Edible flowers and jujubes lead 2018 food trends

By Noli Dinkovski

- Last updated on GMT

The jujube fruit is set to become a bigger household name this year
The jujube fruit is set to become a bigger household name this year

Related tags Meal Food

Edible flowers, the jujube fruit, and the reinvention of supper as a meal have been identified as three of the leading food trends of 2018.

Bold flowers are set to move from the garden to the dinner plate “in a big way”​ in 2018, according to Andy Baxter, md of Internet Gardener.

“Pansies are probably the most well-known edible flowers. Often used in desserts, they can be crystallised easily for edible table-top displays,”​ Baxter said.

“Lavender is definitely going to increase in popularity and use as well. With its recognisable smell and distinct flavour, it is and will continue to be used as an infusion for a variety of food and drink.”

Baxter’s claim was backed up by Tasneem Backhouse, joint md at EHL Ingredients.

‘A perfect decoration for food photos’

“Edible flowers make a perfect decoration for food photos for the Instagram generation and bring powerful flavours to dishes,”​ said Backhouse.

“Eye-catching, colourful flower petals and buds including lavender, rose, and violets, make a great addition to cakes, biscuits and bakery items as well as jams, jellies and vibrant salads.”

The jujube fruit is set to become a bigger household name in the UK in 2018 as more retailers begin to stock it, claimed Helen Wang, director at Abakus Foods.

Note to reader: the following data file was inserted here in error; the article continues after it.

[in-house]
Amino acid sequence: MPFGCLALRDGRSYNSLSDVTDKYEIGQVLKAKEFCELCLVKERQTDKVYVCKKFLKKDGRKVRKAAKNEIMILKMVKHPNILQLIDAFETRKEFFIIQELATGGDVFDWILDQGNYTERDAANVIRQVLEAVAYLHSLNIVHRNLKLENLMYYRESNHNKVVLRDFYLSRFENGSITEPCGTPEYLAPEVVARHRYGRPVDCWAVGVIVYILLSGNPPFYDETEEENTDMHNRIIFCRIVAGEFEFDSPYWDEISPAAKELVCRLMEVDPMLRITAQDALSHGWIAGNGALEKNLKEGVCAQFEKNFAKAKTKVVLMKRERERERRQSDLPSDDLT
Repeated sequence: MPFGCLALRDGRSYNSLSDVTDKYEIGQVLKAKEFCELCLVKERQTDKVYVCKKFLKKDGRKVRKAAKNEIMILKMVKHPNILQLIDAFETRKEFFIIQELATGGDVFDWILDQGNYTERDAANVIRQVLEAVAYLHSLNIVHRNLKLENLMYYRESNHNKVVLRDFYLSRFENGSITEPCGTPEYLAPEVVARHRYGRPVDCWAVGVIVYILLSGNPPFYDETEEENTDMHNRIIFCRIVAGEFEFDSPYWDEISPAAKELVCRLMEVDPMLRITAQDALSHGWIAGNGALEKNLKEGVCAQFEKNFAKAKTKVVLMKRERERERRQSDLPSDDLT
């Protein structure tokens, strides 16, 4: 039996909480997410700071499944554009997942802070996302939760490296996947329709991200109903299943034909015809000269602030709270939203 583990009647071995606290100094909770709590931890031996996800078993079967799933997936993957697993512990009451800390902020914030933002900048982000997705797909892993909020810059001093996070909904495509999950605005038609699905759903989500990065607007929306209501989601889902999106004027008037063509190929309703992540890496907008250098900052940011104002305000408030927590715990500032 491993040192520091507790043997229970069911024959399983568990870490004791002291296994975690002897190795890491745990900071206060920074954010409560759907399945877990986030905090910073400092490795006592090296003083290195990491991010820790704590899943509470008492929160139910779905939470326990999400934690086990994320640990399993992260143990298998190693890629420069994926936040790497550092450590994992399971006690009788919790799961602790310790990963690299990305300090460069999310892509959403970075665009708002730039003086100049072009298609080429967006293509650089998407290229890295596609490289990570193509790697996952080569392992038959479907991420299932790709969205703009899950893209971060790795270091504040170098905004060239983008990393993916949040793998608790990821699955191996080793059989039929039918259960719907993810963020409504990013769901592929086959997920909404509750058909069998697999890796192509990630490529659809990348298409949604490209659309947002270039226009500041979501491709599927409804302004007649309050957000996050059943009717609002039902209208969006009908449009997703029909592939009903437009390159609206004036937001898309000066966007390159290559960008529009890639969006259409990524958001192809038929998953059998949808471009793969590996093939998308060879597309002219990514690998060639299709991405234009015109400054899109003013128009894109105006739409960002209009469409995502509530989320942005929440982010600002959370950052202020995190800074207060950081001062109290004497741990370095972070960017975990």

Also known as the red date, the jujube is high in vitamins, minerals, phytonutrients, and contains 18 out of the 24 amino acids that are essential for the formation of the 50,000 proteins in the human body, said Wang.

“Retailers also have plans for it becoming a household fruit in the future and ingredient in various drinks and juices,”​ she explained.

“Its unique properties and novel allure mean it could have a very strong introduction into mainstream markets in the coming year.”

Adding a smaller fourth meal

Meanwhile, the Waitrose Food & Drink Report 2017–18​ predicted that the supper would be reinvented as more consumers added a smaller fourth meal.

Due to busy lifestyles, people were fitting in extra food for post-gym snacks or smaller meals while at work, the report claimed.

“Fourth meals could mean the introduction of packaged food with the specific marketing strategy deeming it ‘perfect for the fourth meal’”​, said the report.

The Waitrose report also found that Indian street food would be gaining further popularity, leading to the creation of a number of hybrid food combinations such as scallops in pickled ginger and lamb keema tacos.

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